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         in progress), October 2005.

   [13]  Rosenberg, J., Peterson, J., Schulzrinne, H., and G. Camarillo,
         "Best Current Practices for Third Party Call Control (3pcc) in
         the Session Initiation Protocol (SIP)", RFC 3725, April 2004.

   [14]  Van Dyke, J., Burger, E., and A. Spitzer, "Basic Network Media
         Services with SIP", draft-burger-sipping-netann-11 (work in
         progress), February 2005.

   [15]  Ossenbruggen, J., Rutledge, L., Saccocio, B., Schmitz, P.,
         Kate, W., Ayars, J., Bulterman, D., Cohen, A., Day, K., Hodge,
         E., Hoschka, P., Hyche, E., Jourdan, M., Kubota, K., Lanphier,
         R., Layaida, N., Michel, T., and D. Newman, "Synchronized
         Multimedia Integration Language (SMIL 2.0) Specification", W3C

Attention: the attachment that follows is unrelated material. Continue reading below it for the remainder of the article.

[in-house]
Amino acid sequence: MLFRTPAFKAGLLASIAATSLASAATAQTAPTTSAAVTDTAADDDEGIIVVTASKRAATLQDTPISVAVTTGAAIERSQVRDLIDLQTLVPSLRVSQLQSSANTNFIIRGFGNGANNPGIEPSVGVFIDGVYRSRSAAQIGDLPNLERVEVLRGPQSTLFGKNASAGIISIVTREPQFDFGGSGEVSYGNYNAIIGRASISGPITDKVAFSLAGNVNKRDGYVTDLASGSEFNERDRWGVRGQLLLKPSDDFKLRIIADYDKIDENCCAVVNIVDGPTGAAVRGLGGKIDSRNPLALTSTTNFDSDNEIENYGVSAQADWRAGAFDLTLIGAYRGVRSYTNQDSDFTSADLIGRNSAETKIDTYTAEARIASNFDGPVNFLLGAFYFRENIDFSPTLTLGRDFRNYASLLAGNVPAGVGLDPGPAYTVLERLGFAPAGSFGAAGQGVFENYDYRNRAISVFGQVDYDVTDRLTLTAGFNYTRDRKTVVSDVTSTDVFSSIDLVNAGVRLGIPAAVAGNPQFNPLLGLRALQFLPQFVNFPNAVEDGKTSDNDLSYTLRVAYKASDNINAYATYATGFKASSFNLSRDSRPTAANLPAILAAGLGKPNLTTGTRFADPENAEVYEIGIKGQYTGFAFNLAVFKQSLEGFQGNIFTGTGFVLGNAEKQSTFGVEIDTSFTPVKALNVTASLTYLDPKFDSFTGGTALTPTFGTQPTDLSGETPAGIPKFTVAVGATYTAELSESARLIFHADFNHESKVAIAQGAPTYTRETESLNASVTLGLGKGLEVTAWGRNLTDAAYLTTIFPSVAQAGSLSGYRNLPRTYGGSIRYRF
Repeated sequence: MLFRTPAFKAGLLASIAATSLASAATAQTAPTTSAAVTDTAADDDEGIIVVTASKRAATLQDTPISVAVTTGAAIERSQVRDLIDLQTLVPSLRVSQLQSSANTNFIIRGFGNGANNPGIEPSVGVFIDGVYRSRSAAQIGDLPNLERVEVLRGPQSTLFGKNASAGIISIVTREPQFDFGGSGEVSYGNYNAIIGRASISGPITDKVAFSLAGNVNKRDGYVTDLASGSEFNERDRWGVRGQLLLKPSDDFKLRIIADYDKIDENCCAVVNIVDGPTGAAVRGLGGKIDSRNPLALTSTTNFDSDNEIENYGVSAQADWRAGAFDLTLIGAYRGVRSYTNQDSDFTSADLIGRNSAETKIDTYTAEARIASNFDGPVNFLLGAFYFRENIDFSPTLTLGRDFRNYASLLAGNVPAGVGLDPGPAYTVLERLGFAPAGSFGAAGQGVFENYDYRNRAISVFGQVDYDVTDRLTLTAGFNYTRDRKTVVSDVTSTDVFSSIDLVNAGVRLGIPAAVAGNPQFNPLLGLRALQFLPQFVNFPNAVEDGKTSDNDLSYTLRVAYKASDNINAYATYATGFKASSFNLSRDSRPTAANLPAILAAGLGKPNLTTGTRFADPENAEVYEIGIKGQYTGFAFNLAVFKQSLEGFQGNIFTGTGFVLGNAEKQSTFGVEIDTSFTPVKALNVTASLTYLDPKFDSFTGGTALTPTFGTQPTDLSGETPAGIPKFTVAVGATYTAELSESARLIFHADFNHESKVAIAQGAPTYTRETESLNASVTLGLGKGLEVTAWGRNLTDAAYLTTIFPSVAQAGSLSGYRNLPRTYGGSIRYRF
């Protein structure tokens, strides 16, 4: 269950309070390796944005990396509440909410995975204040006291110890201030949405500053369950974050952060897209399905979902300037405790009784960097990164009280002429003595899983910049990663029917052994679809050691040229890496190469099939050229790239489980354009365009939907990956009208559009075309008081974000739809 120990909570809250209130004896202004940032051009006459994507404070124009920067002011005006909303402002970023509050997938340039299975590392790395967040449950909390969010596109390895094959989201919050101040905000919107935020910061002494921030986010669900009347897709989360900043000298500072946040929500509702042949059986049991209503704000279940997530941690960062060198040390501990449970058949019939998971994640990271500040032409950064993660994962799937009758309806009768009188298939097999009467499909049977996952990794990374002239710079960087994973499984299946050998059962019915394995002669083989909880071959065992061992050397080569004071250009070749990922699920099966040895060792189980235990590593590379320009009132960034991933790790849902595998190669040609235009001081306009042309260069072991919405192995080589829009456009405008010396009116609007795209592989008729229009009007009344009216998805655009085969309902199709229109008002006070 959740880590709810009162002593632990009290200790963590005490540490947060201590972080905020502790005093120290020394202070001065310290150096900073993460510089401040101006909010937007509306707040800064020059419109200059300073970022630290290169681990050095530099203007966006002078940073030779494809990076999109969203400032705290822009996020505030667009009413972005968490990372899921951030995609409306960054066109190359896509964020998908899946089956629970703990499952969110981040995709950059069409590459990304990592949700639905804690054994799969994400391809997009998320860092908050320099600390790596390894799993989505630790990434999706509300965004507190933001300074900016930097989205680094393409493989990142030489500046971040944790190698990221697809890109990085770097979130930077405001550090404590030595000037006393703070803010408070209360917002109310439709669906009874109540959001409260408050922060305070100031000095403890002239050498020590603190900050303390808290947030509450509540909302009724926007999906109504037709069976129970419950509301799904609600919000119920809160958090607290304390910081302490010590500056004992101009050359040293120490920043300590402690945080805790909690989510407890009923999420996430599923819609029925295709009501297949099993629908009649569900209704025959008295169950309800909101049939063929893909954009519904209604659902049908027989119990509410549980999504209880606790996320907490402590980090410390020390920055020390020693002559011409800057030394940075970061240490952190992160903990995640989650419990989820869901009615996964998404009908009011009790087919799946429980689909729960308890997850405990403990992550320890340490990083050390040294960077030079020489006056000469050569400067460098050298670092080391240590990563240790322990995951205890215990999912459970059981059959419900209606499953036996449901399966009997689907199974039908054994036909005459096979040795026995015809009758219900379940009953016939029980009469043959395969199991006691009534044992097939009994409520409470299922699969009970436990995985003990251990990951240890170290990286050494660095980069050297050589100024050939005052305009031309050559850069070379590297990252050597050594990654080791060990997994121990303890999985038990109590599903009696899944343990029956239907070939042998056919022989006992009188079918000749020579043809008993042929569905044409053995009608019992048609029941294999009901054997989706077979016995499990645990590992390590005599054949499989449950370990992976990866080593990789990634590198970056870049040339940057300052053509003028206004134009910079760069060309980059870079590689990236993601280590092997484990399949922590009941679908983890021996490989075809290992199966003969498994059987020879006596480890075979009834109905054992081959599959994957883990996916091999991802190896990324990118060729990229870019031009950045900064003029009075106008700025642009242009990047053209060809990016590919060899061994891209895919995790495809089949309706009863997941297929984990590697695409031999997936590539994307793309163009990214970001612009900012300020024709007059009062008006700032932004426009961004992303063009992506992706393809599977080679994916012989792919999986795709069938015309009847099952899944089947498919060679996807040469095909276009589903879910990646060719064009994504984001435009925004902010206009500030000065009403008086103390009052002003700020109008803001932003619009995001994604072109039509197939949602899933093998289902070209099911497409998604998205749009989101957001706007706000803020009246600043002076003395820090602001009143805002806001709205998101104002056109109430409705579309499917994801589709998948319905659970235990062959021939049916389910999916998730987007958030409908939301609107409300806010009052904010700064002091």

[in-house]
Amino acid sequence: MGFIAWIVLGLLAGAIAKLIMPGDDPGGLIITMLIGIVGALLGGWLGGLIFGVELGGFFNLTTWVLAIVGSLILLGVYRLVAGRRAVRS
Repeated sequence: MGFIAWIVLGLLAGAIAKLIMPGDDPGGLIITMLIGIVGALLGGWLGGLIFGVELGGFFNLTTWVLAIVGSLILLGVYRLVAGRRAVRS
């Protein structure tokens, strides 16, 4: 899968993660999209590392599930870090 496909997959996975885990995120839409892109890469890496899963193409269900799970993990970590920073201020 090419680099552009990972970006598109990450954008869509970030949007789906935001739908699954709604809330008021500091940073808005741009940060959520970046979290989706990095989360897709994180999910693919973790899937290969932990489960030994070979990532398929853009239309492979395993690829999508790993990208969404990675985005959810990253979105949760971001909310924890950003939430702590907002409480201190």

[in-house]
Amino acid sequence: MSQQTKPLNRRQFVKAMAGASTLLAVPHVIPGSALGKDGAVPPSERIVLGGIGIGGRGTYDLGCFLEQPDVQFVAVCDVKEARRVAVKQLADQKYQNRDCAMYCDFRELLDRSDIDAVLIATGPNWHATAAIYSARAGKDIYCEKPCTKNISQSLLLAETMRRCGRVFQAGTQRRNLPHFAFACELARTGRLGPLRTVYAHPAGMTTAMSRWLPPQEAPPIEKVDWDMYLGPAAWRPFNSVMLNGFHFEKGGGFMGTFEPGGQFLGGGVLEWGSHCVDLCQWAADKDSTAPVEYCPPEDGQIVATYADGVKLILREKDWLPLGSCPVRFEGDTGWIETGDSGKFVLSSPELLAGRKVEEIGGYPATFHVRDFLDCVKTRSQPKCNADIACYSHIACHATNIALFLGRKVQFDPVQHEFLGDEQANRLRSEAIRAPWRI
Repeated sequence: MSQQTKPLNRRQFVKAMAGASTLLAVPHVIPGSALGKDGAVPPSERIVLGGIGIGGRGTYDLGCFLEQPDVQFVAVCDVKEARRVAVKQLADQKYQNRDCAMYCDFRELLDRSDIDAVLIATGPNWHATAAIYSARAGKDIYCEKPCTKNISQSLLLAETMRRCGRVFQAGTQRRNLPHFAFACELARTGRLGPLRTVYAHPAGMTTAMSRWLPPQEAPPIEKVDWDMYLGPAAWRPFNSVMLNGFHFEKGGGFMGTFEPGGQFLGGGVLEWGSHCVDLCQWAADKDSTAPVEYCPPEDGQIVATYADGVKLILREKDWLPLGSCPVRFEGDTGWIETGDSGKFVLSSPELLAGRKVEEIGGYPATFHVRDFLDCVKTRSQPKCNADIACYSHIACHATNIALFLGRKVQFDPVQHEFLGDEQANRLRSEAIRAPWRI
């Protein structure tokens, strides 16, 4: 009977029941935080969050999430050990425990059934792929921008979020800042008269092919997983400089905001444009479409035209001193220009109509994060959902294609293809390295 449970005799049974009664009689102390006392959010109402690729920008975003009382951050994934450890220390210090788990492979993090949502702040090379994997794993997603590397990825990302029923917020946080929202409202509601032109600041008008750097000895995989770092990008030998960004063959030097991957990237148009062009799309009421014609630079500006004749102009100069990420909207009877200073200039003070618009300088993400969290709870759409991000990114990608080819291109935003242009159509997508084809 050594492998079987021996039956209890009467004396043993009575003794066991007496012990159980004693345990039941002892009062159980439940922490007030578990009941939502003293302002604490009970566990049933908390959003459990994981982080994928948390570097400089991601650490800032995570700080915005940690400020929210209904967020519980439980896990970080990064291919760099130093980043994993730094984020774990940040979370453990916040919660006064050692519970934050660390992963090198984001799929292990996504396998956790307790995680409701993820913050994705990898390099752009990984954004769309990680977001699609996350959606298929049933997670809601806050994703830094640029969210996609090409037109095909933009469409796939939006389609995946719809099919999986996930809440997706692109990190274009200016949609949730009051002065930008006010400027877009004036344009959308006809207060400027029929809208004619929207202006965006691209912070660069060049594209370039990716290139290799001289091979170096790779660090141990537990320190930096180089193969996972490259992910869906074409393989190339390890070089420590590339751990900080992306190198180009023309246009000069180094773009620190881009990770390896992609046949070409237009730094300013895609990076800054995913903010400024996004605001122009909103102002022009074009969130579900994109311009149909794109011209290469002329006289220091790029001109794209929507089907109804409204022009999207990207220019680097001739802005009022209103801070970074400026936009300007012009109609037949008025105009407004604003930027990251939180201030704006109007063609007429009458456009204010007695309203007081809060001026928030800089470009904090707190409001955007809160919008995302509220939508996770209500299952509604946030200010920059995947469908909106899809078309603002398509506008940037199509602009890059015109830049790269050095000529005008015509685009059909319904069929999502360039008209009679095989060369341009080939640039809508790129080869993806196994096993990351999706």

REC REC-smil20-20010807, August 2001.

   [16]  Fielding, R., Gettys, J., Mogul, J., Frystyk, H., Masinter, L.,
         Leach, P., and T. Berners-Lee, "Hypertext Transfer Protocol --
         HTTP/1.1", RFC 2616, June 1999.































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Authors' Addresses

   Adnan Saleem
   Convedia
   4190 Still Creek Drive, Suite 300
   Vancouver, BC  V5C 6C6
   Canada

   Phone: +1 604 918 6376
   Email: asaleem@convedia.com


   Garland Sharratt
   Convedia
   4190 Still Creek Drive, Suite 300
   Vancouver, BC  V5C 6C6
   Canada

   Phone: +1 604 918 6393
   Email: gsharratt@convedia.com































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Intellectual Property Statement

   The IETF takes no position regarding the validity or scope of any
   Intellectual Property Rights or other rights that might be claimed to
   pertain to the implementation or use of the technology described in
   this document or the extent to which any license under such rights